How to Make Money

6 Smart Ways to Make Money as a Chess Player, Even If You’re Not a Professional

December 5, 2014
by Steve Gillman
Contributor

I used to bet on chess games with friends and coworkers. I never wagered more than $5 or $10, and in my best year I probably won less than a thousand dollars.

It was just fun for me, but there are ways to make good money from chess. Here are six of them:

Be a Chess Hustler

Playing chess in city parks for $5 to $20 is common, but the financial rewards vary, to say the least. For an article on chess hustling, Joe Weisenthal went to Washington Square Park in New York and found that his first opponent, Leroy Mack, makes only about $60 per day playing five-minute games (five minutes on each player’s clock).

Jessica Dimmoc of The New York Times found hustlers who make $150 to $200 playing chess on good nights in Union Square. They do best when they have regulars who enjoy the game enough to lose $10 or $20 playing a few games week after week.

Some players are true hustlers who will lose a game on purpose in order to get an opponent to bet big on the next game. Most just rely on their skill and the average chess player’s unfamiliarity with speed chess in a distracting environment.

Is it legal? Sort of. Weisenthal says the police in New York don’t care about small stakes gambling of this sort, as long as no drugs are involved. Laws vary around the country, but most states allow for small wagers among “friends.” For example, Minnesota law criminalizes wagers for money except for those that are “private, social bets.”

When I played for money, I never lost on purpose or did anything dishonest, but I did crunch the numbers. For example, if I won about 80% of the time against a given opponent, I would offer to bet my $5 to his $2 to entice him to play blitz games (usually five minutes).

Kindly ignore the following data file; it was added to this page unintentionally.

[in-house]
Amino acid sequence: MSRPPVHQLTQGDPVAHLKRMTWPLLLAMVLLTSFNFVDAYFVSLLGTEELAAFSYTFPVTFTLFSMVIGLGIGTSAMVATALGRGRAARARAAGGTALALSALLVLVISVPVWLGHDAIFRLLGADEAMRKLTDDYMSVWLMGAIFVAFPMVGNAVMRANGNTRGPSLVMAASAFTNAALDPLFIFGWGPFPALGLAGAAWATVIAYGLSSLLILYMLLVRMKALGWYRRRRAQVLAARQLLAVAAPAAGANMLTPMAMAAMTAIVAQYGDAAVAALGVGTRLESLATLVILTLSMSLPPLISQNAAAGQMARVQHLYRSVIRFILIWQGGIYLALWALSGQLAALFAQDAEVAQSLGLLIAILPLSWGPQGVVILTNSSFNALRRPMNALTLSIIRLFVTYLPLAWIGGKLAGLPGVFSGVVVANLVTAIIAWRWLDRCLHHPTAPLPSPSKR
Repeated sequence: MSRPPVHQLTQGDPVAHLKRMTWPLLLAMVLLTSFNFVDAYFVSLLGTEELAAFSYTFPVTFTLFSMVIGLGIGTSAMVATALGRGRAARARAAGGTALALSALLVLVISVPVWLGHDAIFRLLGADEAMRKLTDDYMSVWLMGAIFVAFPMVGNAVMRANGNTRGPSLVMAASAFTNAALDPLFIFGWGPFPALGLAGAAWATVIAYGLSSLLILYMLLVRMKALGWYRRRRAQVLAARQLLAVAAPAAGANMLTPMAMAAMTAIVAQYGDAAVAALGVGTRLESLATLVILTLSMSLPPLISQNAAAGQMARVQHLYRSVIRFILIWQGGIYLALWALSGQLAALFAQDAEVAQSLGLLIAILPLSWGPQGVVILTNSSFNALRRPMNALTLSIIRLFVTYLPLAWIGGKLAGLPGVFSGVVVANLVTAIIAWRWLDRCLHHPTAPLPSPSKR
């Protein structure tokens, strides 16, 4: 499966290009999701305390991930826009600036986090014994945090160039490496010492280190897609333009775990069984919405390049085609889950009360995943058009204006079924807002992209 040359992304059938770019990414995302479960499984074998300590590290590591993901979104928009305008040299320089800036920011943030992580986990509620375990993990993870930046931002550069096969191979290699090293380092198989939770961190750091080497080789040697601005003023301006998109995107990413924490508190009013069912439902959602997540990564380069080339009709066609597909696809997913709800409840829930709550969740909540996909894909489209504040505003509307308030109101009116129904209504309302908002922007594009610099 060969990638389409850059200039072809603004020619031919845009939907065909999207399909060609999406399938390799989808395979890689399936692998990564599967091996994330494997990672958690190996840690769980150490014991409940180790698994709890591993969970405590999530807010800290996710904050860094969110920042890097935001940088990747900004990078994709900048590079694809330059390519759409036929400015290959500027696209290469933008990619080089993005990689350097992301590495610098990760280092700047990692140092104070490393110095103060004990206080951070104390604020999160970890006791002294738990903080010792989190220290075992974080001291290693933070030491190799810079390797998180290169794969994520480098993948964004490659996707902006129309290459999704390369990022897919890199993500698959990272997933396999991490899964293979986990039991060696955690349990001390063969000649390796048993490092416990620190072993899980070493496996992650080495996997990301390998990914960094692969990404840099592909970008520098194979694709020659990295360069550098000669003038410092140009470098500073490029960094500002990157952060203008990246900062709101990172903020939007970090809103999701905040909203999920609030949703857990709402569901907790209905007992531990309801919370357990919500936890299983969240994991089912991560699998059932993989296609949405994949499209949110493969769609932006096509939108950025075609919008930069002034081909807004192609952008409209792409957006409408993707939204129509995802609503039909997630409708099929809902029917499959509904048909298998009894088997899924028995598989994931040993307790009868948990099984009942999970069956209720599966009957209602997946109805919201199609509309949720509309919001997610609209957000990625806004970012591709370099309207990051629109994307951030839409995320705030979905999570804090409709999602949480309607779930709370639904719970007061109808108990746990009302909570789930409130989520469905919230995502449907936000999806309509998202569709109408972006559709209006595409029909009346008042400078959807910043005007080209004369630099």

By the way, I’m not that good at chess; I won money because I bet against weaker players.

Play in Tournaments

Magnus Carlsen won $1.5 million for placing first in the 2013 world chess championship — at the age of 22! That’s about as good as it gets playing chess for money.

However, you can win decent prize money at various lesser tournaments. For example, if you like fast games (my favorite) and are a good player, you might aim to win the world blitz championship. That competition was held in Dubai this year, and ten $40,000 prizes were handed out to winners in various categories. Keep looking, and you’ll find numerous tournaments around the United States where you can win anything from a few hundred dollars to $1 million.

Before you get too excited, consider that chess master Natalia Pogonina estimates only the top 50 players in the world make over $100,000 per year. She says, “A typical event won by a 2500+ GM has a first prize of below $5,000.” (“GM” refers to a Grand master with an Elo System rating of 2,500 or higher.)

Play at Clubs

You have to be pretty good to get paid to show up and play a few games, but Pogonia says this is one of the primary ways “pre-elite grandmasters” make a living. They get paid $5,000 to $20,000 for competing at a club event.

Sell Chess Supplies and Books

If you love the game, you might like selling all its related products, from books to boards and chess clocks. The best place to do this is probably online, although I’ve bought boards and clocks from other players at regular chess meetings, so maybe you could locate all the chess groups around you and plan a traveling sales route.

Give Chess Lessons and Coaching

Pogonia says international masters and grandmasters charge $20 to $50 per hour for online coaching and lessons. In my experience, even lower-rated players charge at least $20 per hour to coach beginners.

Chess tutors on Wyzant charge between $35 and $50 per hour, although the website gets 25% of that. Keen to teach? Consider options like Google Helpouts and Udemy as well.

Write About Chess

Finally, if you love chess and love to write, why not put the two together? You can write articles for chess magazines, write for chess-related websites, start a blog or write a book and publish it on Kindle.

Your Turn: Do you play chess, and have you ever made money from the game?

by Steve Gillman
Contributor for The Penny Hoarder

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